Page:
Protection services available for top-level adult domains

In Insights

5 September, 2019

ICM Registry, operator of sponsored top-level domains (sTLDs) such as .XXX, .PORN, .ADULT and .SEX, has launched a blocking service allowing trademark holders to protect their brands from top-level adult domains.

AdultBlock and AdultBlock+ ensure trademarks cannot be registered under the four adult-related sTLDs. A service was previously available for the .XXX sTLD, but that service will cease to operate in 2021 and will be replaced by AdultBlock and AdultBlock+ which offers extended protection.

Introduced in 2011, the .XXX protection service was a success with brand owners signing-up to avoid any association with adult content. Such blocking services typically provide protection at a lower cost compared to defensive registrations.

AdultBlock and AdultBlock+ automatically blocks any brand owner’s trademarks that are subscribed to the protection service. The + version offers protection against look-alike variations that are confusingly similar to brand names and also covers uppercase and lowercase variants.

The new service includes premium names and can be transferred to different registrars. It is offered for 1, 3, 5, or 10 years at a time. Brand owners have to be registered with the Trademark Clearinghouse (TMCH) or protected by the current .XXX service.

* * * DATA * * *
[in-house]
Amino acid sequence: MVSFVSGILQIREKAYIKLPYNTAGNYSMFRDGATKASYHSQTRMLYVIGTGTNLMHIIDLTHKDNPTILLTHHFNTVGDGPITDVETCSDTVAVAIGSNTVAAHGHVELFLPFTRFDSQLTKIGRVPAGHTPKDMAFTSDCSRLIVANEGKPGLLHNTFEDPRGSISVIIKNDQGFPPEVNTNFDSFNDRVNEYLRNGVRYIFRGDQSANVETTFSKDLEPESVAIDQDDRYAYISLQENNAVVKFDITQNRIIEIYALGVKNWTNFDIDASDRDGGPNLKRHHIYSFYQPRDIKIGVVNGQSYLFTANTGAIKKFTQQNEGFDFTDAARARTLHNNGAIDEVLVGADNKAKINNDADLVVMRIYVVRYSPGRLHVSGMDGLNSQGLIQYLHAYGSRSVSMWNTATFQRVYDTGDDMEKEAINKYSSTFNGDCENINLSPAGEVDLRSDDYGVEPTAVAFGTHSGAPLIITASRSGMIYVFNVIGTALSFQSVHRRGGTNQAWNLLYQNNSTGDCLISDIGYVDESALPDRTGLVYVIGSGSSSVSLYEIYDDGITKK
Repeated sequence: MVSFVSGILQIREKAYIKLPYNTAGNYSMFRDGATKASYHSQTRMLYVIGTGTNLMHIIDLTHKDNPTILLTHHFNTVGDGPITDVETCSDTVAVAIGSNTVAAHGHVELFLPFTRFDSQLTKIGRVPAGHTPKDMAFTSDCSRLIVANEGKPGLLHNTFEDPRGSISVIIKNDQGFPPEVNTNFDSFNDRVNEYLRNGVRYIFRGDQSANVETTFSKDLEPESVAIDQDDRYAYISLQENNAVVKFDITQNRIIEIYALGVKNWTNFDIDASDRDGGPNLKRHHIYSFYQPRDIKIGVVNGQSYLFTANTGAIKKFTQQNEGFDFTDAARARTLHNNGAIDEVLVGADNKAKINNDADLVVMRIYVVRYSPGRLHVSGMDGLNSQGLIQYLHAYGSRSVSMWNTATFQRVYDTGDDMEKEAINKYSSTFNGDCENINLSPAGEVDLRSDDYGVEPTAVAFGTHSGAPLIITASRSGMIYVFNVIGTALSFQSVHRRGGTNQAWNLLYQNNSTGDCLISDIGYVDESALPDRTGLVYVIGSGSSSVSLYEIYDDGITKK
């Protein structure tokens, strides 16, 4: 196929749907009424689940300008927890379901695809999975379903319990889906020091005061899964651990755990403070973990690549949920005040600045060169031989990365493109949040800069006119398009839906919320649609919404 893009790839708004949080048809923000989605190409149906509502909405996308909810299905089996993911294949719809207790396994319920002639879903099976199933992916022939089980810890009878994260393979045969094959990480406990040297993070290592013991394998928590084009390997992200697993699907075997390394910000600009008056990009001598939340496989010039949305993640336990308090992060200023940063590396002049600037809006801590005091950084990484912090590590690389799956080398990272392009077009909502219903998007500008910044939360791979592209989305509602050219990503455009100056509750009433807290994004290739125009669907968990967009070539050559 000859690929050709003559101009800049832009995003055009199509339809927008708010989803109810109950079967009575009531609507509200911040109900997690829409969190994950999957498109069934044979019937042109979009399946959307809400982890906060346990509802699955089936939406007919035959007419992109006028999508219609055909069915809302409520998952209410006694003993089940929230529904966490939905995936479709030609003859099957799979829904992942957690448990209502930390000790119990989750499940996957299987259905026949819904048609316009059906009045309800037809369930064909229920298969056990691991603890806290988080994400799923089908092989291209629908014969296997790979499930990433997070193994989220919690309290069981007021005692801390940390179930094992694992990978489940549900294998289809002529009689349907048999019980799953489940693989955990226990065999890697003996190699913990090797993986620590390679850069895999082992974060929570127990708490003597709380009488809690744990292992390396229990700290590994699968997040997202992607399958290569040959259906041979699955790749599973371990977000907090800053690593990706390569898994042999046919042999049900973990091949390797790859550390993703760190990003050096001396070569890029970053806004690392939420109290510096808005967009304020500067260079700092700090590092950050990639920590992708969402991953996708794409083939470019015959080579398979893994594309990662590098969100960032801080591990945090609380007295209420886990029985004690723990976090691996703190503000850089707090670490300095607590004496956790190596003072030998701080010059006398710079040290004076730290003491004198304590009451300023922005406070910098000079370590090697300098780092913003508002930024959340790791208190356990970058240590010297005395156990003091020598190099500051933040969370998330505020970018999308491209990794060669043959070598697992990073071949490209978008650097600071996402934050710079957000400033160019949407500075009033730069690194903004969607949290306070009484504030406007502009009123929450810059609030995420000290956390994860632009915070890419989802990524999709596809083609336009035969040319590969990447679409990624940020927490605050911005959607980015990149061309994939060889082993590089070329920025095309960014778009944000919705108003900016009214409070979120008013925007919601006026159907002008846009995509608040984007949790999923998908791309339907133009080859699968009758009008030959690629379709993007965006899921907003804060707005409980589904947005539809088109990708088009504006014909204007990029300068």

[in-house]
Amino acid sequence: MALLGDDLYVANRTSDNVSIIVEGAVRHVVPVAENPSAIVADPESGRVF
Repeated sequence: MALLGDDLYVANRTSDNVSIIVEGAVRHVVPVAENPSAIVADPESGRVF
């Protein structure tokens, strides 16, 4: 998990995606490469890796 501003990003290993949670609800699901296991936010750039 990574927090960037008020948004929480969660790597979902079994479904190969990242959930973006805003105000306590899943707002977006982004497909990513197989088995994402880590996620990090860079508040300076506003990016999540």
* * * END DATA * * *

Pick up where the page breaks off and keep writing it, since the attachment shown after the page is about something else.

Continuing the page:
Under such blocking services, trademark owners do not purchase the rights to use the domain names and cannot be used or activated on the internet. However, blocking prevents others from registering the domain names and using it for purposes that could have a negative impact on a brand.


Sannah Westerland is the Chief Marketing Officer at Dotkeeper (Part of the AWA Group). If you have any questions on the new protection services or how they can fit into an effective domain and branding strategy, please reach out to her using the contact information below.

You may also be interested in:

Sweden’s Proposed Patents Act

On 11 April 2024, the Swedish Council on Legislation was presented with a new Swedish Patents Act proposal. The

City landscape with trademarks visible

CNIPA’s Regulations on Collective and Certification Trademarks: keypoints highlighted

The regulations contain 28 provisions across several critical topics Registrants of collective and certification marks must implement several acts


Balancing Innovation and Regulation: Comparing China’s AI Regulations with the EU AI Act

The recent passing of the EU AI Act presents an opportunity to conduct a comparative law analysis against China’s


Mobile Sliding Menu